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Incorporating Mediation at Work, A Case Study

19 January 2009

Mediation at Work: A Case Study

 

Written by: Leatham Green – Assistant Director of Personnel & Training – East Sussex County Council

East Sussex County Council is a large, complex and dynamic organisation. It employs around 16,000 people, in over 500 locations, with in excess of 350 different job types and an annual budget of around £1 billion. Like any modern business, the Council is constantly seeking ways to improve the way it delivers services in the most cost effective way possible. This changing environment inevitably has an impact on its employees and despite the professional industrial relations climate that exists locally, the Council does experience a degree of workplace conflict that is costly both in terms of resources and human impact.

Over the past couple of years discussions have taken place with recognised Trade Unions and managers to establish what, if anything, could be done to reduce conflict at work, and where it does exist, improve our practices and procedures in such a way that any dispute is resolved quickly. The Council has taken the opportunity to strengthen the training and support that is offered to all managers to ensure they are better skilled and more confident in dealing with difficult situations and conversations, as well as providing coaching and mentoring as and when required. In addition to this, the Council also strengthened the level, quality and accessibility of the HR advice, providing a professional service that adds value to the business with an emphasis on finding pragmatic solutions rather than getting bogged down in process and bureaucracy.

The next step was to agree improvements to strategy and processes and the consensus from both managers and Trade Unions was to move away from a process that was reactive to one that was proactive with an emphasis on outcomes, shifting resources to support early intervention and resolution. Mediation was identified as the most effective solution.

A proposal to introduce mediation into the workplace was developed and presented to the Council’s Chief Officer (Directors) Management Team and was positively endorsed. The proposal was supported by a clear business case setting out the high level cost of the existing approach to tackling workplace conflict, the cost of introducing mediation, and the potential short and long-term benefits. It was agreed that the formal introduction of mediation would be made in line with the changes in employment legislation from April 2009.

Preparations for the proposed changes commenced in January 2008. We worked with Globis to train a pool of in-house mediators selected from different professional groups at a senior level across the Council. This also included the involvement of senior Trade Union officials. The mediation training was first class. We now have 12 accredited mediators including two from the recognised Trade Unions. Wherever possible, the Council will engage one of its in-house mediators to undertake a mediation, however it reserves the right to engage external mediators as and when agreed by both parties.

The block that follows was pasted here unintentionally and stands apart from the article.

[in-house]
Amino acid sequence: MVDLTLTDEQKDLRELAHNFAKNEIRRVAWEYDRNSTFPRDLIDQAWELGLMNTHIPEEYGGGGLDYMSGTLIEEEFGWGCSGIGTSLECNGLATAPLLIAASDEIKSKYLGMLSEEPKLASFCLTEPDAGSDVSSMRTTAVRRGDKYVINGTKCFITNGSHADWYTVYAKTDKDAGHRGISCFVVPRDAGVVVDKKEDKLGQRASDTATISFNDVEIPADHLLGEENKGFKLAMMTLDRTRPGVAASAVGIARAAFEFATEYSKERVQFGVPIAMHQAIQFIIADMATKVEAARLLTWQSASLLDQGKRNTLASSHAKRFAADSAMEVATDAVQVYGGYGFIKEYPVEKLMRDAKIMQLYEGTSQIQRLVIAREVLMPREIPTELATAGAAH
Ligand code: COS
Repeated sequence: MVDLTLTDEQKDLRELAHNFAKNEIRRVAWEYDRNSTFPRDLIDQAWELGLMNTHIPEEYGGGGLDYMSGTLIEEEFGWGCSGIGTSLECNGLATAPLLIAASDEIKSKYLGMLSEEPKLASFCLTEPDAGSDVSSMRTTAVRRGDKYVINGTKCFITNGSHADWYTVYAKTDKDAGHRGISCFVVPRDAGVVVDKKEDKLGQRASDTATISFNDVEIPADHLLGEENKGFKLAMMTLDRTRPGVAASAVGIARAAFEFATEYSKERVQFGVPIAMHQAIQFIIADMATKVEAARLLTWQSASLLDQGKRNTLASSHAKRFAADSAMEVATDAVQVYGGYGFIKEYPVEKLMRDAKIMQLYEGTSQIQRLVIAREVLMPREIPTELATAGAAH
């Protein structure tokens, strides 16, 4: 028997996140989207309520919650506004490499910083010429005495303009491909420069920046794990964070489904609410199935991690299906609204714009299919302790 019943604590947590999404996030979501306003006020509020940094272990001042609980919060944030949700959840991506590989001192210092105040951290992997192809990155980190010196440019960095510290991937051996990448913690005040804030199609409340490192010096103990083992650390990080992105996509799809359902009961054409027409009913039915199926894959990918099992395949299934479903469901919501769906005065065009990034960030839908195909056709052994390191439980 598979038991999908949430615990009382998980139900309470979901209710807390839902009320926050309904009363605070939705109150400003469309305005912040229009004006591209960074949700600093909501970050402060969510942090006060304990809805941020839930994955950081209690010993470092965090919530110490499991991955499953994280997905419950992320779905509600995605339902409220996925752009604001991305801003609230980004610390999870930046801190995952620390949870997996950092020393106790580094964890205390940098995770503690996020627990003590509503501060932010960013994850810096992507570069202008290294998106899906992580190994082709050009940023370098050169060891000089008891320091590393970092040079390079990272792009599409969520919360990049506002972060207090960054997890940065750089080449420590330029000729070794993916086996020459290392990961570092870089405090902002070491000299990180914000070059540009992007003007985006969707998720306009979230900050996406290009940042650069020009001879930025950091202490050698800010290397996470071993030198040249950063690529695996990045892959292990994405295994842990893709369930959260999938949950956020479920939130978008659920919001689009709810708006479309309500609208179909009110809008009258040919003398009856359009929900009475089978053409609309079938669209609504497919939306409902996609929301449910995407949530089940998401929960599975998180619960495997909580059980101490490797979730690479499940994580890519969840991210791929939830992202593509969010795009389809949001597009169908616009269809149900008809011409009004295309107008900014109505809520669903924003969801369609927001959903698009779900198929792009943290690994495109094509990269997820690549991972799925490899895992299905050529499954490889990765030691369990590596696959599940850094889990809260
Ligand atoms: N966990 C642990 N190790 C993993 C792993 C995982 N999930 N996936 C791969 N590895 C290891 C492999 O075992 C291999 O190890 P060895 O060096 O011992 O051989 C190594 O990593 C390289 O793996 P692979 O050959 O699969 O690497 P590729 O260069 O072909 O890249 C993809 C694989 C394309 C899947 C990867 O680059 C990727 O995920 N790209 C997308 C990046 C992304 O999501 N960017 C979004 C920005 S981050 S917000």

The following actions were also undertaken:

  • Revised “Dignity at Work” and Grievance Policies to establish mediation as the first stage in resolving the conflict/dispute.
  • Agreed the clause to be inserted into the contract of employment, for employees recruited from April 2009, which establishes mediation as the Council’s preferred method to resolve workplace conflict and dispute.
  • Offered mediation on a voluntary basis to any employees with outstanding disputes.
  • Raised the profile of mediation as an effective tool in conflict resolution with managers and employees across the organisation.
  • Achieved formal endorsement from the Cabinet of the Council to changes in policy and procedure.

The foundations for the positive introduction of workplace mediation have now been achieved.

Throughout our planning phase we have successfully mediated on a dozen cases and all have achieved an effective outcome for the parties concerned. A number of cases involved employees who had been absent from work due to the workplace conflict and they have now returned to work and are making a valuable contribution to the Council. There is still much work to be done and no doubt the cultural shift away from an adversarial standpoint to one of a speedy and satisfactory resolution may take time. However, the success we have had so far bodes well for a brighter future.

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